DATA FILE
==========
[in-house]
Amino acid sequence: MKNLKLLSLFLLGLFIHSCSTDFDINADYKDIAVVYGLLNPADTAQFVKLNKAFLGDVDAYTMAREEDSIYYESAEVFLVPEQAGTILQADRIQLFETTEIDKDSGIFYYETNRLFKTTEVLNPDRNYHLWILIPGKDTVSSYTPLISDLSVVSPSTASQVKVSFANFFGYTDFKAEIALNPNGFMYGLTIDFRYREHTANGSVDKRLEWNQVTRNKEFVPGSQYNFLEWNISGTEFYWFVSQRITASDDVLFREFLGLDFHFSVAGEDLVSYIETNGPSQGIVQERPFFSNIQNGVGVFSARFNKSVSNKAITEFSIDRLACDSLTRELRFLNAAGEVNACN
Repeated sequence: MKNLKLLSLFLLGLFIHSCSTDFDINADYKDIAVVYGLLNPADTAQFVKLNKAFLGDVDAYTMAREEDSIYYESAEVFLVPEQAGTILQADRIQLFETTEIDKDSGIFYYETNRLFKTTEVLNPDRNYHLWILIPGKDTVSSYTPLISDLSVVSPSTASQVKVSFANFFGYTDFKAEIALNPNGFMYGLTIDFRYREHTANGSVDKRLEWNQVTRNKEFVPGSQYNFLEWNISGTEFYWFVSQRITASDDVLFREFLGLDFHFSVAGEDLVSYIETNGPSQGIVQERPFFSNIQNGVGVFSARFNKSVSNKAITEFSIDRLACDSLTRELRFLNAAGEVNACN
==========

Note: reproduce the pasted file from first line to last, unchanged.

[in-house]
Amino acid sequence: MKNLKLLSLFLLGLFIHSCSTDFDINADYKDIAVVYGLLNPADTAQFVKLNKAFLGDVDAYTMAREEDSIYYESAEVFLVPEQAGTILQADRIQLFETTEIDKDSGIFYYETNRLFKTTEVLNPDRNYHLWILIPGKDTVSSYTPLISDLSVVSPSTASQVKVSFANFFGYTDFKAEIALNPNGFMYGLTIDFRYREHTANGSVDKRLEWNQVTRNKEFVPGSQYNFLEWNISGTEFYWFVSQRITASDDVLFREFLGLDFHFSVAGEDLVSYIETNGPSQGIVQERPFFSNIQNGVGVFSARFNKSVSNKAITEFSIDRLACDSLTRELRFLNAAGEVNACN
Repeated sequence: MKNLKLLSLFLLGLFIHSCSTDFDINADYKDIAVVYGLLNPADTAQFVKLNKAFLGDVDAYTMAREEDSIYYESAEVFLVPEQAGTILQADRIQLFETTEIDKDSGIFYYETNRLFKTTEVLNPDRNYHLWILIPGKDTVSSYTPLISDLSVVSPSTASQVKVSFANFFGYTDFKAEIALNPNGFMYGLTIDFRYREHTANGSVDKRLEWNQVTRNKEFVPGSQYNFLEWNISGTEFYWFVSQRITASDDVLFREFLGLDFHFSVAGEDLVSYIETNGPSQGIVQERPFFSNIQNGVGVFSARFNKSVSNKAITEFSIDRLACDSLTRELRFLNAAGEVNACN